geom_boxplot(outlier.alpha = 0.5) +
coord_flip() +
labs(
fill = NULL, x = NULL,
y = "Weekly NFL game attendance"
)
```

Notice that for the 32 teams in the NFL, we have years they all did and did not make the playoffs, which will be nice for modeling.

How much does `margin_of_victory`

, a measure of points scored relative to points allowed, measure the same thing as getting to the playoffs?

```
attendance_joined %>%
distinct(team_name, year, margin_of_victory, playoffs) %>%
ggplot(aes(margin_of_victory, fill = playoffs)) +
geom_histogram(position = "identity", alpha = 0.7) +
labs(
x = "Margin of victory",
y = "Number of teams",
fill = NULL
)
```

Are there changes with the week of the season?

```
attendance_joined %>%
mutate(week = factor(week)) %>%
ggplot(aes(week, weekly_attendance, fill = week)) +
geom_boxplot(show.legend = FALSE, outlier.alpha = 0.5) +
labs(
x = "Week of NFL season",
y = "Weekly NFL game attendance"
)
```

Maybe a bit.

This is some initial exploratory data analysis for this dataset, always an important part of a modeling task. To see more examples of EDA for this dataset, you can see the amazing work that folks share on Twitter. The next step for us here is to create a dataset for modeling.

- Let’s remove the weeks that each team did not play (where the weekly attendance is
`NA`

). - Let’s only keep columns for modeling that we want to use for modeling. For example, we will keep
`margin_of_victory`

and`strength_of_schedule`

, but not`simple_rating`

which is the sum of those first two quantities.

```
attendance_df <- attendance_joined %>%
filter(!is.na(weekly_attendance)) %>%
select(
weekly_attendance, team_name, year, week,
margin_of_victory, strength_of_schedule, playoffs
)
attendance_df
```

```
## # A tibble: 10,208 x 7
## weekly_attendan… team_name year week margin_of_victo… strength_of_sch…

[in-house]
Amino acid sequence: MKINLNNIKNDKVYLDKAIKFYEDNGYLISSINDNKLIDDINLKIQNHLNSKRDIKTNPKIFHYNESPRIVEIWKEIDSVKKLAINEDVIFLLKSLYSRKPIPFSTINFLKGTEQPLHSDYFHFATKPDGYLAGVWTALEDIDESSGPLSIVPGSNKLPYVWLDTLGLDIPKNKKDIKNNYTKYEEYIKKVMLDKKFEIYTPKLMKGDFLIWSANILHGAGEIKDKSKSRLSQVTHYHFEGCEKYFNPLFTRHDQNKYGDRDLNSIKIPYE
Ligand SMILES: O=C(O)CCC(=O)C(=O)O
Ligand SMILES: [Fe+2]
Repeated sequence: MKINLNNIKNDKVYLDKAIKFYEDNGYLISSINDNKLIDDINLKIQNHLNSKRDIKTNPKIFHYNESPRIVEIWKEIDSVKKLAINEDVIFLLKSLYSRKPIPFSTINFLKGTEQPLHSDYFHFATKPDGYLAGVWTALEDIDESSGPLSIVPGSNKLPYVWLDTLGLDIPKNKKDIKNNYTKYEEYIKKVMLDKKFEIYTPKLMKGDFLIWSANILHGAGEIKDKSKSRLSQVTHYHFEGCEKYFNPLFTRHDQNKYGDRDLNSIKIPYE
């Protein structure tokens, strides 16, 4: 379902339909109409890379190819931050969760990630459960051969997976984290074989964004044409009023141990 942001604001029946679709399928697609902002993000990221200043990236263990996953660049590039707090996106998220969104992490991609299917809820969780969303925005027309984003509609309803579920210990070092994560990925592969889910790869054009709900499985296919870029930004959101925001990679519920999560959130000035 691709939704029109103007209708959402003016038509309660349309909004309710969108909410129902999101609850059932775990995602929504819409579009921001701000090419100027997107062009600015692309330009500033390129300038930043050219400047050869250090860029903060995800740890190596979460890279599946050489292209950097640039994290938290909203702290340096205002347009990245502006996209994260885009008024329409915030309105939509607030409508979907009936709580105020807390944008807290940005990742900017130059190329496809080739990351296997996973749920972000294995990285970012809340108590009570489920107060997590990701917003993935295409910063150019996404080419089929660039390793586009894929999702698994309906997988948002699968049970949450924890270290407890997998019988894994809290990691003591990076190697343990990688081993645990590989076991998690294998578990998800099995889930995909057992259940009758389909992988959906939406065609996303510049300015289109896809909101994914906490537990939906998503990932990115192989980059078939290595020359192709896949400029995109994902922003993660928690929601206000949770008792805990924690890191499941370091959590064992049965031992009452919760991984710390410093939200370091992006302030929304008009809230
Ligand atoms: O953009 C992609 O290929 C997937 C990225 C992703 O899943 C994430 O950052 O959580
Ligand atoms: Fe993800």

## <dbl> <chr> <dbl> <dbl> <dbl> <dbl>
## 1 77434 Cardinals 2000 1 -14.6 -0.7
## 2 66009 Cardinals 2000 2 -14.6 -0.7
## 3 71801 Cardinals 2000 4 -14.6 -0.7
## 4 66985 Cardinals 2000 5 -14.6 -0.7
## 5 44296 Cardinals 2000 6 -14.6 -0.7
## 6 38293 Cardinals 2000 7 -14.6 -0.7
## 7 62981 Cardinals 2000 8 -14.6 -0.7
## 8 35286 Cardinals 2000 9 -14.6 -0.7
## 9 52244 Cardinals 2000 10 -14.6 -0.7
## 10 64223 Cardinals 2000 11 -14.6 -0.7
## # … with 10,198 more rows, and 1 more variable: playoffs <chr>
```

## Build simple models

Now it is time to load the tidymodels metapackage! 💪 The first step here is to split our data into training and testing tests. We can use `initial_split()`

to create these datasets, divided so that they each have about the same number of examples of teams that went on to the playoffs.

```
library(tidymodels)
set.seed(1234)
attendance_split <- attendance_df %>%
initial_split(strata = playoffs)
nfl_train <- training(attendance_split)
nfl_test <- testing(attendance_split)
```

Now we can **specify** and then **fit** our models. One of the significant problems that tidymodels solves is how so many modeling packages and functions in R have different inputs, calling sequences, and outputs. The code below might look like overkill to fit linear regression using OLS, but we can use the same framework to fit a regression model using Stan, using regularization, etc. The functions in tidymodels are designed to be composable and consistent.

```
lm_spec <- linear_reg() %>%
set_engine(engine = "lm")
lm_spec
```

```